Taxpayer handouts perpetuate 'media failure,' say committee witnesses

Only one third (31%) of Canadians have a 'good or great deal of confidence in the media.' Findings from Canadian Social Survey questionnaires found that Canadians were more likely to trust Parliament (32%) than journalists.

Taxpayer handouts perpetuate 'media failure,' say committee witnesses
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MPs on the Commons heritage committee heard Tuesday that continued taxpayer handouts for news publishers only serves to perpetuate media failure.

“Legacy and new media lobbying for government money and accepting it does little to enhance confidence in their independence or reliability,” testified broadcaster John Gormley, former Conservative MP and 1988 chair of the Commons communications committee. 

“Does government funding pay for better journalism? Does it restore credibility and trust?”

In 2019, Parliament approved a $595 million bailout fund for the media. They also doubled newsroom rebates from a maximum $13,750 per employee to $29,750 at an additional $129 million.

However, millions in subsidies originally justified in the name of job creation has not saved media jobs, claimed Conservative leader Pierre Poilievre. 

A Department of Canadian Heritage memo last year confirmed handouts would not save the ailing sector, reported Blacklock’s Reporter.

“At least one third of Canadian journalism jobs have disappeared since 2010,” said the memo The Online News Act

“Between 2008 and February 1, 2023, a total of 470 local news operations closed in 335 communities across Canada. Between the same period 210 new news outlets launched,” it said.

After the fact, Bell Media axed 1,300 media jobs to “significantly adapt” its news delivery methods. They announced 4,800 more layoffs “at all levels of the company” earlier this month.

“I guess that wasn’t the real reason for giving tax dollars to the media,” said Poilievre. “The real reason was to buy support from the media which is what it actually did.”

But Gormley, the now-retired host of John Gormley Live on Radio CKOM Saskatoon and CJME Regina, attributed media failure to the media players themselves — not the government.

“I don’t necessarily accept the supposition that Canadian media is in trouble because it is underfunded by the government,” he testified. “The government has nothing to do with this.”

According to the former Conservative MP, modern journalism has “backfired and lost audiences” and their revenues evaporated with the advancement of technology and social media.

However, Tara Henley, the host of the Lean Out podcast on current affairs, concurred the media lost their integrity by taking handouts from the federal government.

“Any funding from the government that flows to the media at this point would hinder our attempts to rebuild trust,” testified Henley.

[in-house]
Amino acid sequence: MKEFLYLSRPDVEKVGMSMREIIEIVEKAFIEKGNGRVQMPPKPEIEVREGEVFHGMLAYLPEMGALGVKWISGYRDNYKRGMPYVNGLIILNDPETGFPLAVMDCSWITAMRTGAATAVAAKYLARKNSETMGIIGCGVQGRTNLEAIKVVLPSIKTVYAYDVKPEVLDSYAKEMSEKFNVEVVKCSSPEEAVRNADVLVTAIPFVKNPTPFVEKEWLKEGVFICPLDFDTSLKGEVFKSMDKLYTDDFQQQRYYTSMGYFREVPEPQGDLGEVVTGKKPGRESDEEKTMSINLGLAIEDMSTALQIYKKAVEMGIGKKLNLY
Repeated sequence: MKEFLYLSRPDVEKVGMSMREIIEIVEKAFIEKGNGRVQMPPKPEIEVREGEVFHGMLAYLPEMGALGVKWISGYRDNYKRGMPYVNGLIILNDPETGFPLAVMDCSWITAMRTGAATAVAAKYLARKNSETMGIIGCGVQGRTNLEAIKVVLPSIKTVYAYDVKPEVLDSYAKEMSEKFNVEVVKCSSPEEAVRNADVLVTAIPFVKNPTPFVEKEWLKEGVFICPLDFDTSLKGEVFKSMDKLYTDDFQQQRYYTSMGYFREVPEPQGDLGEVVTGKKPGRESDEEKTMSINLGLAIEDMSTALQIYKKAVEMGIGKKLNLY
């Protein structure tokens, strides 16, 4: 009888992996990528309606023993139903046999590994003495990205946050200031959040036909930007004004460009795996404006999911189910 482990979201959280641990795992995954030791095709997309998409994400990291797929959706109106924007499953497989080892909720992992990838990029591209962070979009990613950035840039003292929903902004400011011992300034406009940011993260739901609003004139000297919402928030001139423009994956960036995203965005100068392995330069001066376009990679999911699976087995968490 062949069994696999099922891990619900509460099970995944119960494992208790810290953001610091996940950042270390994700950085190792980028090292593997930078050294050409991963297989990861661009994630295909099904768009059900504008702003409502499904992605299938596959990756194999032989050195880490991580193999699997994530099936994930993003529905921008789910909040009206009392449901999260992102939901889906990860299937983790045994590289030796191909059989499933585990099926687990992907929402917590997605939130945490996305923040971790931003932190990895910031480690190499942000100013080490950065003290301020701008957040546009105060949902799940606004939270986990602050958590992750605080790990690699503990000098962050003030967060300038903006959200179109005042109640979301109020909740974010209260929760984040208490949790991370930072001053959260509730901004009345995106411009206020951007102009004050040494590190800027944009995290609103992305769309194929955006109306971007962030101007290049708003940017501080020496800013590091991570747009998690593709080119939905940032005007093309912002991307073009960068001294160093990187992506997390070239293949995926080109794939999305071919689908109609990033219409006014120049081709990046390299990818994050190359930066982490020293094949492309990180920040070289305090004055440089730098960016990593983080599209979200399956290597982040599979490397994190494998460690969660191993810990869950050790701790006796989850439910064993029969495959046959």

“Without trust we have no audience,” said Henley. “Without an audience we have no revenue. Without revenue we have no path forward.”

Statistics Canada in a report last November 14 said Canadians rated the media as less trustworthy than police or politicians, reported Blacklock’s Reporter.

Asked, “Using a scale of one to five where one means ‘no confidence at all’ and five means ‘a great deal of confidence,’ how much confidence do you have in the Canadian media?” one third (31%) of Canadians expressed a “good or great deal of confidence in the media.”

Findings from Canadian Social Survey questionnaires found that Canadians were more likely to trust Parliament (32 percent) than journalists.

“My message is simple,” said Henley. “The government cannot save us. We have to save ourselves.”

Poilievre took the Media Party to task on February 12 after telling legacy media reporters they are "bought and paid" for by the Trudeau Liberals.

“We don’t want to give any tax dollars to the mainstream media,” Poilievre told reporters. He pledged to end all media bailouts if elected Prime Minister.

Federal subsidies have turned journalists into a government-paid press reliant on the Prime Minister’s Office, continued the Opposition leader. "Canadian conservatives do not believe in giving tax dollars to media outlets," he said.

On February 13, the Commons heritage committee today commenced hearings on a Bloc Québécois motion to determine if subsidizing the national news sector remains appropriate. “Urgent action must be taken,” it reads.

“The government supports journalism in several ways but supports alone cannot redress the structural decline of the current business model,” added Online News. Media subsidies did not result in any net job creation, it confirmed.

Poilievre told reporters that the national media should be driven by readership, viewership and listenership. “That is what allows it to represent the Canadian people rather than taking marching orders from the Prime Minister’s Office,” he said.

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